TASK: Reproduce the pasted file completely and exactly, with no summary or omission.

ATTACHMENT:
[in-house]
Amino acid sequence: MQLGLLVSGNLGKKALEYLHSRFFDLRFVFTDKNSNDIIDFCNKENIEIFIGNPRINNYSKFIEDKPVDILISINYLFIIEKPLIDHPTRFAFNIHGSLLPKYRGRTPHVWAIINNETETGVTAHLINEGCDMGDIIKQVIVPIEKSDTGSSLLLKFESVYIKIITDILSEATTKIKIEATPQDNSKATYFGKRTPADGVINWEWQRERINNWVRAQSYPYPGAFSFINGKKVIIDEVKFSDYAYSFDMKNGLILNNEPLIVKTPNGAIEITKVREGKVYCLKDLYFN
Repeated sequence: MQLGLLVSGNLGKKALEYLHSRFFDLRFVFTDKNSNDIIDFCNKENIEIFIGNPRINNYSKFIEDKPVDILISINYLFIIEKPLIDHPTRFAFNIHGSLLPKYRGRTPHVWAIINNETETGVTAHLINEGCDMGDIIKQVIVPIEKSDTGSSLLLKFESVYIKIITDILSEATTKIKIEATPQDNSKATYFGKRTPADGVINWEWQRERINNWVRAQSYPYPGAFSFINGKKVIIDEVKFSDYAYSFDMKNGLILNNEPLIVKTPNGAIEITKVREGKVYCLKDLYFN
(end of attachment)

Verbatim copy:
[in-house]
Amino acid sequence: MQLGLLVSGNLGKKALEYLHSRFFDLRFVFTDKNSNDIIDFCNKENIEIFIGNPRINNYSKFIEDKPVDILISINYLFIIEKPLIDHPTRFAFNIHGSLLPKYRGRTPHVWAIINNETETGVTAHLINEGCDMGDIIKQVIVPIEKSDTGSSLLLKFESVYIKIITDILSEATTKIKIEATPQDNSKATYFGKRTPADGVINWEWQRERINNWVRAQSYPYPGAFSFINGKKVIIDEVKFSDYAYSFDMKNGLILNNEPLIVKTPNGAIEITKVREGKVYCLKDLYFN
Repeated sequence: MQLGLLVSGNLGKKALEYLHSRFFDLRFVFTDKNSNDIIDFCNKENIEIFIGNPRINNYSKFIEDKPVDILISINYLFIIEKPLIDHPTRFAFNIHGSLLPKYRGRTPHVWAIINNETETGVTAHLINEGCDMGDIIKQVIVPIEKSDTGSSLLLKFESVYIKIITDILSEATTKIKIEATPQDNSKATYFGKRTPADGVINWEWQRERINNWVRAQSYPYPGAFSFINGKKVIIDEVKFSDYAYSFDMKNGLILNNEPLIVKTPNGAIEITKVREGKVYCLKDLYFN